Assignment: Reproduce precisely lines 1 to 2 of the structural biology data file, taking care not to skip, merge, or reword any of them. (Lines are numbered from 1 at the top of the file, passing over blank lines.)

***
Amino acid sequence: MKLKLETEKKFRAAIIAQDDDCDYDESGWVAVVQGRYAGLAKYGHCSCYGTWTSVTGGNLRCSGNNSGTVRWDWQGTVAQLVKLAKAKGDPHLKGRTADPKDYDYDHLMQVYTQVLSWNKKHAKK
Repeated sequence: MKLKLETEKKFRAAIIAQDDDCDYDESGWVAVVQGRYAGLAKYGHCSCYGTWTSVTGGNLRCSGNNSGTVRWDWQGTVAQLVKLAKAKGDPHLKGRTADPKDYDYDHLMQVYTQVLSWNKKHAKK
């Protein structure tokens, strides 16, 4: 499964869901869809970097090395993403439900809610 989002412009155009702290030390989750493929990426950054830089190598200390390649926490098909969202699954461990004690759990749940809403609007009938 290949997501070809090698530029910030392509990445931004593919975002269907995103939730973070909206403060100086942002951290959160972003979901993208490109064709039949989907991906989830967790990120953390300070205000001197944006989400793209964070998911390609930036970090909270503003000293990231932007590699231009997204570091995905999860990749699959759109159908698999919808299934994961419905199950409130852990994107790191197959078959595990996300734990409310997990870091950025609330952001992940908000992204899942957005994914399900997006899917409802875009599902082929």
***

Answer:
Amino acid sequence: MKLKLETEKKFRAAIIAQDDDCDYDESGWVAVVQGRYAGLAKYGHCSCYGTWTSVTGGNLRCSGNNSGTVRWDWQGTVAQLVKLAKAKGDPHLKGRTADPKDYDYDHLMQVYTQVLSWNKKHAKK
Repeated sequence: MKLKLETEKKFRAAIIAQDDDCDYDESGWVAVVQGRYAGLAKYGHCSCYGTWTSVTGGNLRCSGNNSGTVRWDWQGTVAQLVKLAKAKGDPHLKGRTADPKDYDYDHLMQVYTQVLSWNKKHAKK